Does Lancel believe in the Faith’s extreme tactics — the violence and Cersei’s humiliating walk of atonement?
I don’t think it’s something that he necessarily loves. I think it’s something that he takes a rather troubled sort of pleasure in, but not in the sense of what we think about retribution. It’s much more about justice than say revenge. But he certainly holds contempt and loathing and believes everything that he’s doing unquestioningly. He certainly believes all in regard to why they are doing it and why they are going after this important figure because once you cut the head of the fish off, the rest sort of falls into place really. So he’s fully aware what he’s doing much of it is about this idea of righteousness, this idea of justice, taking back the power from this evil authority that they all see in the Crown.
Now that he’s on his path, are there any lingering feelings of shame for what he had done?
Here’s the thing: Lancel spends so much of his time thinking about who he used to be. The Lancel you see now is pretty much predicated upon the fact that he tried in every way because he believes so firmly in redoing himself in the name of the gods. He always has to keep a very close eye on and stay away from his former self. And not just in terms of these puritanical ideas of sin, but also he doesn’t want to be vulnerable, he doesn’t want to be weak, he doesn’t want to be exposed. And he doesn’t want to have anyone experience what he experienced really. He’s willing to go to incredible lengths to do that. I think that he is sort of fully consumed by it.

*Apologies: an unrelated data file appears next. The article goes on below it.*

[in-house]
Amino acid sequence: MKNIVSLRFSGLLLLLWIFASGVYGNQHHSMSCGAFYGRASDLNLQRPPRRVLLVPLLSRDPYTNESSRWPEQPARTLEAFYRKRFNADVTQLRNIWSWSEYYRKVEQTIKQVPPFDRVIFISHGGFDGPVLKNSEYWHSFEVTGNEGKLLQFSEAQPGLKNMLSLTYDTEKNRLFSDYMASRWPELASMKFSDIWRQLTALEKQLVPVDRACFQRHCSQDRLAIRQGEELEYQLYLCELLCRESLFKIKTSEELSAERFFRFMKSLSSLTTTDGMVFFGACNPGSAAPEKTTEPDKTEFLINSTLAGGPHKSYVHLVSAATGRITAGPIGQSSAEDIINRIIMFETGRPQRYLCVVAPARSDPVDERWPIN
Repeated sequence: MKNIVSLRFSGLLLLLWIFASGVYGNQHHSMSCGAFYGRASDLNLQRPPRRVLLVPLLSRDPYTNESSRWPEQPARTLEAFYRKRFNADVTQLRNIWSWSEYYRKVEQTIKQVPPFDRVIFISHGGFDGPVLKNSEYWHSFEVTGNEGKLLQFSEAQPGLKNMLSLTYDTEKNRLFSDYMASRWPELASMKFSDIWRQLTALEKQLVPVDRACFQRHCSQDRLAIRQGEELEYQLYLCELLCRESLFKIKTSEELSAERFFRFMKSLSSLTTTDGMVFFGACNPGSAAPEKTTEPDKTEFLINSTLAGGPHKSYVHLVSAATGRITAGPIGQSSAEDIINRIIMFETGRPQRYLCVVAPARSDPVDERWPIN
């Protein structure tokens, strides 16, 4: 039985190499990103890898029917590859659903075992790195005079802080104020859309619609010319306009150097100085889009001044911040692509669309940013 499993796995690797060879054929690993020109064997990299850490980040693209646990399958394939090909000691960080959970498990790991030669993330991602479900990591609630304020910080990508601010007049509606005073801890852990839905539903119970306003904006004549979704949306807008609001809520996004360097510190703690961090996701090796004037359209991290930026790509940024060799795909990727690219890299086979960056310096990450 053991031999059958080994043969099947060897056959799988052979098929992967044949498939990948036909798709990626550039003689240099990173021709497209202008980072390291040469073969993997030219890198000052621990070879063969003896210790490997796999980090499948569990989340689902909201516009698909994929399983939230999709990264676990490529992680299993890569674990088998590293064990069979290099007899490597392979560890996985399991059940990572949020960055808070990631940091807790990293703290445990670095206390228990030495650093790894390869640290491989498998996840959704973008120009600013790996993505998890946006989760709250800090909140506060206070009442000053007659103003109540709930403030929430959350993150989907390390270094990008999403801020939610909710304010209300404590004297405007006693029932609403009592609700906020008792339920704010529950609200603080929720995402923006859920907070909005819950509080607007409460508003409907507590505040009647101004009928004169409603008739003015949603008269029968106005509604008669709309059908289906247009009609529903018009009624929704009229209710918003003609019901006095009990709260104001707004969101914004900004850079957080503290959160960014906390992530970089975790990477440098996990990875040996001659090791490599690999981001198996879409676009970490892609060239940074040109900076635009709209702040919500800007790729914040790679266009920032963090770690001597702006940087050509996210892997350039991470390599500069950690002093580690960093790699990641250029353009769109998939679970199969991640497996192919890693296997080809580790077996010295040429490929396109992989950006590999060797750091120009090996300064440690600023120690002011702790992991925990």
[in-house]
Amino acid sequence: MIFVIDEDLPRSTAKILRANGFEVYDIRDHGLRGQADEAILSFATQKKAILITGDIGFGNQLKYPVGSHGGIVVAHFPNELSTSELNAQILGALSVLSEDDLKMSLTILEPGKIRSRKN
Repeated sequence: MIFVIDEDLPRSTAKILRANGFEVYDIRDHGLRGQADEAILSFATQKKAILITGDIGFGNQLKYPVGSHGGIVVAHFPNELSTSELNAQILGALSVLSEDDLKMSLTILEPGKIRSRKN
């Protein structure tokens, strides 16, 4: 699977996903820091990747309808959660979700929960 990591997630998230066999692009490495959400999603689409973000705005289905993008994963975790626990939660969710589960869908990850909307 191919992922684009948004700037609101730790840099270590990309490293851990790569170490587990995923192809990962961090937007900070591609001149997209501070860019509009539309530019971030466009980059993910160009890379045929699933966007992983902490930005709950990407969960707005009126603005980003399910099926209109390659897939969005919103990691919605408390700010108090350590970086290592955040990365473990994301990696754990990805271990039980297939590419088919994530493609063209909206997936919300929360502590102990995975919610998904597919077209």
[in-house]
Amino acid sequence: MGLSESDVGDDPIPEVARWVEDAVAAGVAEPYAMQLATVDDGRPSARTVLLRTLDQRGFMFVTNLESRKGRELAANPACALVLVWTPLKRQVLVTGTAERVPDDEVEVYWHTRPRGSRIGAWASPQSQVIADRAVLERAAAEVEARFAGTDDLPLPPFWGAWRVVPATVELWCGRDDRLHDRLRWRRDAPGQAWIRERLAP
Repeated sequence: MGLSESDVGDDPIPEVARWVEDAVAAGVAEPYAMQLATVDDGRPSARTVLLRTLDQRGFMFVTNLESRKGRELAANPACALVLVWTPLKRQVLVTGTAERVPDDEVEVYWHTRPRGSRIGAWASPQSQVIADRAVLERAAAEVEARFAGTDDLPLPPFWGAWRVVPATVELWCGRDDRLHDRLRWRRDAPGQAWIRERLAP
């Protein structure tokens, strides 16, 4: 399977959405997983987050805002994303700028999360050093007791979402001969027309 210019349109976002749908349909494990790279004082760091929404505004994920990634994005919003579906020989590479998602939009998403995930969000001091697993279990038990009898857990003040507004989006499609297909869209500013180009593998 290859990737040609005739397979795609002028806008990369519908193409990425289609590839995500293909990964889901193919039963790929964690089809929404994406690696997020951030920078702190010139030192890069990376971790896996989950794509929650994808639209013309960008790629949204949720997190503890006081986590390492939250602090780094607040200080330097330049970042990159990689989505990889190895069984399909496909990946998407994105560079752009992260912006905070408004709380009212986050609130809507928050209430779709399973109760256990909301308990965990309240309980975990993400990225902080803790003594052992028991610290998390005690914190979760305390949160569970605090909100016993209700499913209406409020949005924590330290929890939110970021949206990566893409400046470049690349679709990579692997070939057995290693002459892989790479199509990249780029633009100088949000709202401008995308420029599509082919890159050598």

Does he have any loyalties to his dad Kevan Lannister (Ian Gelder)?